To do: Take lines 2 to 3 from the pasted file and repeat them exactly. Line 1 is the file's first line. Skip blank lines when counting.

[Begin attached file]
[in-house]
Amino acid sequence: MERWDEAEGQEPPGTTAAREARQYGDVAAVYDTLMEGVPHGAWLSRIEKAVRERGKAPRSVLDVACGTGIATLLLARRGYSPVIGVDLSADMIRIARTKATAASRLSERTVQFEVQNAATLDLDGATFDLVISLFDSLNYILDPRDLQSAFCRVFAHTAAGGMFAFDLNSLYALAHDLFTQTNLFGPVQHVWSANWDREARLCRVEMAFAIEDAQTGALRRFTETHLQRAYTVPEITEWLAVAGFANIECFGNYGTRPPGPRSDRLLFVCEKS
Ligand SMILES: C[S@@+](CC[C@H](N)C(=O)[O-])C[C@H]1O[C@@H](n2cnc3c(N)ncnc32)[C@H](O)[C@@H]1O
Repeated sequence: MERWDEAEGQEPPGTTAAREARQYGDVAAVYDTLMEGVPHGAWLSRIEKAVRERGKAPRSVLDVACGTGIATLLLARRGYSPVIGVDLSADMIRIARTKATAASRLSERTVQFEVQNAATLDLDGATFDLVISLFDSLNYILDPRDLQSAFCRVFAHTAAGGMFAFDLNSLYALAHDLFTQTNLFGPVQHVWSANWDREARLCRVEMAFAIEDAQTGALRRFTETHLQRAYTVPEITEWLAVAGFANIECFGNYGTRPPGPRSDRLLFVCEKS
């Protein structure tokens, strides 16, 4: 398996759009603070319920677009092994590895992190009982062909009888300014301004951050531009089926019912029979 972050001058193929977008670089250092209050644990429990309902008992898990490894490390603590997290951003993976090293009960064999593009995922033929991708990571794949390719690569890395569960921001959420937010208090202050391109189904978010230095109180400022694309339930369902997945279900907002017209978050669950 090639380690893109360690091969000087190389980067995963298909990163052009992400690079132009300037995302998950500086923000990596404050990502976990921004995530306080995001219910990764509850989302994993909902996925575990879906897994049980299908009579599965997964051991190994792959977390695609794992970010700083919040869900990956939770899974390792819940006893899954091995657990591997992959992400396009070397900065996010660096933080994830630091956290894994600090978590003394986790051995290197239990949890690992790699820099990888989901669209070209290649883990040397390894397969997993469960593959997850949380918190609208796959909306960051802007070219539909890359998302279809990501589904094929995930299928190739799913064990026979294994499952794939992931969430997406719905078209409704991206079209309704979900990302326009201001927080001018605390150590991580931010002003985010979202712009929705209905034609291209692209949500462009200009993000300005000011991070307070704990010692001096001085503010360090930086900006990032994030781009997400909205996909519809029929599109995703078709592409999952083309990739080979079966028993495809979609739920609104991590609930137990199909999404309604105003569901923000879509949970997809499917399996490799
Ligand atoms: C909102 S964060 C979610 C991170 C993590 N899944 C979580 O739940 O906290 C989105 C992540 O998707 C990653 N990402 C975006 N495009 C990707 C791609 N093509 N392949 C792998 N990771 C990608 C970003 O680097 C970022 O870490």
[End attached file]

Amino acid sequence: MERWDEAEGQEPPGTTAAREARQYGDVAAVYDTLMEGVPHGAWLSRIEKAVRERGKAPRSVLDVACGTGIATLLLARRGYSPVIGVDLSADMIRIARTKATAASRLSERTVQFEVQNAATLDLDGATFDLVISLFDSLNYILDPRDLQSAFCRVFAHTAAGGMFAFDLNSLYALAHDLFTQTNLFGPVQHVWSANWDREARLCRVEMAFAIEDAQTGALRRFTETHLQRAYTVPEITEWLAVAGFANIECFGNYGTRPPGPRSDRLLFVCEKS
Ligand SMILES: C[S@@+](CC[C@H](N)C(=O)[O-])C[C@H]1O[C@@H](n2cnc3c(N)ncnc32)[C@H](O)[C@@H]1O